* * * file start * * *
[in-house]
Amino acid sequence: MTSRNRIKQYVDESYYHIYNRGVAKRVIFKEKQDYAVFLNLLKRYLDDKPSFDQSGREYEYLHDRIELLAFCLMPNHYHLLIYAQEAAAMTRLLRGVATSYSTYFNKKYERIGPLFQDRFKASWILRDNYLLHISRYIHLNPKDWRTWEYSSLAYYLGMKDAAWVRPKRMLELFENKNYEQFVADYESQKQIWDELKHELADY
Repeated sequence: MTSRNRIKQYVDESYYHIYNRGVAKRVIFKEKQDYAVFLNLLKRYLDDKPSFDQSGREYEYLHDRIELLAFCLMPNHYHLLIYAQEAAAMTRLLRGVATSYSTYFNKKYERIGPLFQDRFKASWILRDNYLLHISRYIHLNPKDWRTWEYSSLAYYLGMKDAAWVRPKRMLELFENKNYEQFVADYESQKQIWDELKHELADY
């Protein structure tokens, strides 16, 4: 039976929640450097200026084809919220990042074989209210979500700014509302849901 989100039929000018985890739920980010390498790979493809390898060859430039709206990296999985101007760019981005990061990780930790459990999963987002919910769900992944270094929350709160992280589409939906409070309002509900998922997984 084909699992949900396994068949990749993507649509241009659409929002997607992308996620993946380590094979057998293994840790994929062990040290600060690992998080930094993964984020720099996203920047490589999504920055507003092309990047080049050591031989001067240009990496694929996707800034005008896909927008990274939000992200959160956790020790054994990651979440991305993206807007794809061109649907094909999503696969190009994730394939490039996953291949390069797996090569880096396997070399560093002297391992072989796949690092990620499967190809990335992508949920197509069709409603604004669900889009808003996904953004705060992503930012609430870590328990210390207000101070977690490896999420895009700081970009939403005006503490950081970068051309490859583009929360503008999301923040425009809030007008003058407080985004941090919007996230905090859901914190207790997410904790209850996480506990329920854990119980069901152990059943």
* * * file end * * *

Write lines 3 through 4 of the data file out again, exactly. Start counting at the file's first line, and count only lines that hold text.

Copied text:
Repeated sequence: MTSRNRIKQYVDESYYHIYNRGVAKRVIFKEKQDYAVFLNLLKRYLDDKPSFDQSGREYEYLHDRIELLAFCLMPNHYHLLIYAQEAAAMTRLLRGVATSYSTYFNKKYERIGPLFQDRFKASWILRDNYLLHISRYIHLNPKDWRTWEYSSLAYYLGMKDAAWVRPKRMLELFENKNYEQFVADYESQKQIWDELKHELADY
């Protein structure tokens, strides 16, 4: 039976929640450097200026084809919220990042074989209210979500700014509302849901 989100039929000018985890739920980010390498790979493809390898060859430039709206990296999985101007760019981005990061990780930790459990999963987002919910769900992944270094929350709160992280589409939906409070309002509900998922997984 084909699992949900396994068949990749993507649509241009659409929002997607992308996620993946380590094979057998293994840790994929062990040290600060690992998080930094993964984020720099996203920047490589999504920055507003092309990047080049050591031989001067240009990496694929996707800034005008896909927008990274939000992200959160956790020790054994990651979440991305993206807007794809061109649907094909999503696969190009994730394939490039996953291949390069797996090569880096396997070399560093002297391992072989796949690092990620499967190809990335992508949920197509069709409603604004669900889009808003996904953004705060992503930012609430870590328990210390207000101070977690490896999420895009700081970009939403005006503490950081970068051309490859583009929360503008999301923040425009809030007008003058407080985004941090919007996230905090859901914190207790997410904790209850996480506990329920854990119980069901152990059943």